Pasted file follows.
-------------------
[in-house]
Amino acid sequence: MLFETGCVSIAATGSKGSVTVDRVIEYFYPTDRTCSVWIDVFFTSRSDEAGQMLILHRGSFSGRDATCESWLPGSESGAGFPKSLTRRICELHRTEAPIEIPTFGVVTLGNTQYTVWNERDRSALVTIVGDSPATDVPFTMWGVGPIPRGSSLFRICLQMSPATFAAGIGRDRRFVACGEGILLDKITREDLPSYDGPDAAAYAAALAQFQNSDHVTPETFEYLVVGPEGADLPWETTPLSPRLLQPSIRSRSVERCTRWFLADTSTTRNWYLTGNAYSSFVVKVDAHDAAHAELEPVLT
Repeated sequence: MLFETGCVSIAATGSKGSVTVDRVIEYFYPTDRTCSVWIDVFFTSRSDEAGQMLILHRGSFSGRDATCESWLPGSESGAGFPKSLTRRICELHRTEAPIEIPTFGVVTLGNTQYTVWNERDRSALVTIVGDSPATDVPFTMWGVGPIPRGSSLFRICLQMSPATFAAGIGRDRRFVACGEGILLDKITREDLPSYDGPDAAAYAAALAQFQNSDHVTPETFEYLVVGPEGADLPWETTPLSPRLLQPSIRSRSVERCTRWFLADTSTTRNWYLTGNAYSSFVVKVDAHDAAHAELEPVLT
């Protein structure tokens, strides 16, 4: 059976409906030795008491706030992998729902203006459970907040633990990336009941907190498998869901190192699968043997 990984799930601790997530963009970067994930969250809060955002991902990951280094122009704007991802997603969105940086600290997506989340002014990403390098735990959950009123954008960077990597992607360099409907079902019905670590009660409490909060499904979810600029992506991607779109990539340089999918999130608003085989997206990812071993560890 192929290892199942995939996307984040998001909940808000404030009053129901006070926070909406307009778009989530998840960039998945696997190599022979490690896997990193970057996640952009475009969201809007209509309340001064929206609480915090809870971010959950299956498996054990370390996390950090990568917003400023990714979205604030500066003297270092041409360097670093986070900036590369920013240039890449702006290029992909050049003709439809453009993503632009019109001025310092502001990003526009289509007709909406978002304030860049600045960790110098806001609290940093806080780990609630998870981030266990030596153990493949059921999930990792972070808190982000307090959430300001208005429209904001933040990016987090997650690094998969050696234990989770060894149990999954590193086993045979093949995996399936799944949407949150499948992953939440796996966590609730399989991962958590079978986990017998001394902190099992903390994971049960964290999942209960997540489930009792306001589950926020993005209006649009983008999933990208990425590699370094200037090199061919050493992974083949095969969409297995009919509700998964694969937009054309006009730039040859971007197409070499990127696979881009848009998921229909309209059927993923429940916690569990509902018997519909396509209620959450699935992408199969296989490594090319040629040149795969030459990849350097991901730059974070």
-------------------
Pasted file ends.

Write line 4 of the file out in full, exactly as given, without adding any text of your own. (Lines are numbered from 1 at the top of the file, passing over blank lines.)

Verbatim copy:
């Protein structure tokens, strides 16, 4: 059976409906030795008491706030992998729902203006459970907040633990990336009941907190498998869901190192699968043997 990984799930601790997530963009970067994930969250809060955002991902990951280094122009704007991802997603969105940086600290997506989340002014990403390098735990959950009123954008960077990597992607360099409907079902019905670590009660409490909060499904979810600029992506991607779109990539340089999918999130608003085989997206990812071993560890 192929290892199942995939996307984040998001909940808000404030009053129901006070926070909406307009778009989530998840960039998945696997190599022979490690896997990193970057996640952009475009969201809007209509309340001064929206609480915090809870971010959950299956498996054990370390996390950090990568917003400023990714979205604030500066003297270092041409360097670093986070900036590369920013240039890449702006290029992909050049003709439809453009993503632009019109001025310092502001990003526009289509007709909406978002304030860049600045960790110098806001609290940093806080780990609630998870981030266990030596153990493949059921999930990792972070808190982000307090959430300001208005429209904001933040990016987090997650690094998969050696234990989770060894149990999954590193086993045979093949995996399936799944949407949150499948992953939440796996966590609730399989991962958590079978986990017998001394902190099992903390994971049960964290999942209960997540489930009792306001589950926020993005209006649009983008999933990208990425590699370094200037090199061919050493992974083949095969969409297995009919509700998964694969937009054309006009730039040859971007197409070499990127696979881009848009998921229909309209059927993923429940916690569990509902018997519909396509209620959450699935992408199969296989490594090319040629040149795969030459990849350097991901730059974070």